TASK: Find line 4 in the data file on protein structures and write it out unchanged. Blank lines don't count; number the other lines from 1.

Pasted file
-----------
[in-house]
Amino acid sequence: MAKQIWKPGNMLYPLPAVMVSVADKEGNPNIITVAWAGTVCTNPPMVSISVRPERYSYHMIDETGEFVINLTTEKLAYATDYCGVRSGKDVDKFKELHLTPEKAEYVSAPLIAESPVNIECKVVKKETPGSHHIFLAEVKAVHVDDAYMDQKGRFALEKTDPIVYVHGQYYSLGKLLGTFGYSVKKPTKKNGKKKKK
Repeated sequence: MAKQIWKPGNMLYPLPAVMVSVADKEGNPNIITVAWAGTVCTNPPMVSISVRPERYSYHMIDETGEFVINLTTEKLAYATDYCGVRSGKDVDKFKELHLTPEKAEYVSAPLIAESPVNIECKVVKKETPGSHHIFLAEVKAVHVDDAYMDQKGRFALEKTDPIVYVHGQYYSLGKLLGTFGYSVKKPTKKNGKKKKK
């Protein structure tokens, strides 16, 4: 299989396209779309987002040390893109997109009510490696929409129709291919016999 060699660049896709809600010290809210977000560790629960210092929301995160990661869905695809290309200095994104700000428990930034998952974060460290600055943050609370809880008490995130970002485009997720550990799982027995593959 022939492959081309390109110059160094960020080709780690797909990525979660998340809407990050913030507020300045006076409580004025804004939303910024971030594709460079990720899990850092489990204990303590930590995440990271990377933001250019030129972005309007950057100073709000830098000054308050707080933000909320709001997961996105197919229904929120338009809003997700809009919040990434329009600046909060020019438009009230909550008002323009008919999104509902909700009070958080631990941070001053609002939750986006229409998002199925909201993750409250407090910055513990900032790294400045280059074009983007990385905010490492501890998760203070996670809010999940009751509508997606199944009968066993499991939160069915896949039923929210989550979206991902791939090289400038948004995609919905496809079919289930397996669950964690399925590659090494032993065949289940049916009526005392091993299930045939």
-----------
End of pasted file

């Protein structure tokens, strides 16, 4: 299989396209779309987002040390893109997109009510490696929409129709291919016999 060699660049896709809600010290809210977000560790629960210092929301995160990661869905695809290309200095994104700000428990930034998952974060460290600055943050609370809880008490995130970002485009997720550990799982027995593959 022939492959081309390109110059160094960020080709780690797909990525979660998340809407990050913030507020300045006076409580004025804004939303910024971030594709460079990720899990850092489990204990303590930590995440990271990377933001250019030129972005309007950057100073709000830098000054308050707080933000909320709001997961996105197919229904929120338009809003997700809009919040990434329009600046909060020019438009009230909550008002323009008919999104509902909700009070958080631990941070001053609002939750986006229409998002199925909201993750409250407090910055513990900032790294400045280059074009983007990385905010490492501890998760203070996670809010999940009751509508997606199944009968066993499991939160069915896949039923929210989550979206991902791939090289400038948004995609919905496809079919289930397996669950964690399925590659090494032993065949289940049916009526005392091993299930045939």